Oak Island poses two different challenges for these treasure seekers. First, there is a deep mine shaft — the Money Pit — at the bottom of which the treasure lies. This book offers evidence that this treasure came from the wreck of a seventeenth-century Spanish galleon. Then there is the elaborate flood tunnel which links the mine shaft to the ocean. Construction on this tunnel would have been complex and expensive, requiring a labour force of over 100 men, and it would have taken almost two years to complete. Discover the previously untold story of the British military who commanded this labour force in building the underground structure. The island's Money Pit and the tunnel, combined with adverse geological conditions, have ensured that all efforts to uncover the treasure have been unsuccessful to this day.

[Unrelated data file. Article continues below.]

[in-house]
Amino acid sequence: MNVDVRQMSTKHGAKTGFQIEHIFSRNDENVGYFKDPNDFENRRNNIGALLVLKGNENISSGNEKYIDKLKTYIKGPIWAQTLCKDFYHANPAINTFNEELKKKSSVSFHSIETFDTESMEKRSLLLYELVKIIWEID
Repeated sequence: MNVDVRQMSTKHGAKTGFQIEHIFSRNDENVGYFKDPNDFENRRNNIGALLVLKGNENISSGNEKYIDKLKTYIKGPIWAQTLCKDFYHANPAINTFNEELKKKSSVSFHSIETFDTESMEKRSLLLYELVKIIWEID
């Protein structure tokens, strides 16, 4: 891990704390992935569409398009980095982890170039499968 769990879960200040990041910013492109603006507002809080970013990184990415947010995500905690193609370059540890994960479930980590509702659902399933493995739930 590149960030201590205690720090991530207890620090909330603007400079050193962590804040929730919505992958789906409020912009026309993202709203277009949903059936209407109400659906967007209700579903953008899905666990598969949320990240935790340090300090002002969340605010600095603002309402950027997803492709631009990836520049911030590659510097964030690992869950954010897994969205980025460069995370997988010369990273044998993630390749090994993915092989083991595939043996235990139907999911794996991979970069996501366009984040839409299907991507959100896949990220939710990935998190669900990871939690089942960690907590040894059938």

Civil engineers Graham Harris and Les MacPhie spent over a decade investigating the enigma of Nova Scotia's Oak Island. In this book, they draw on the documentary record to present a compelling and historically accurate description of two centuries of treasure hunting on Oak Island.
GRAHAM HARRIS was involved in many major engineering and mining projects in Canada's Maritime provinces, elsewhere in Canada and internationally. In retirement he lived near Bedeque, Prince Edward Island, until his recent death.
LES MacPHIE is a mining engineer who works for one of Canada's leading engineering firms. Born in Cape Breton, he lives in Montreal.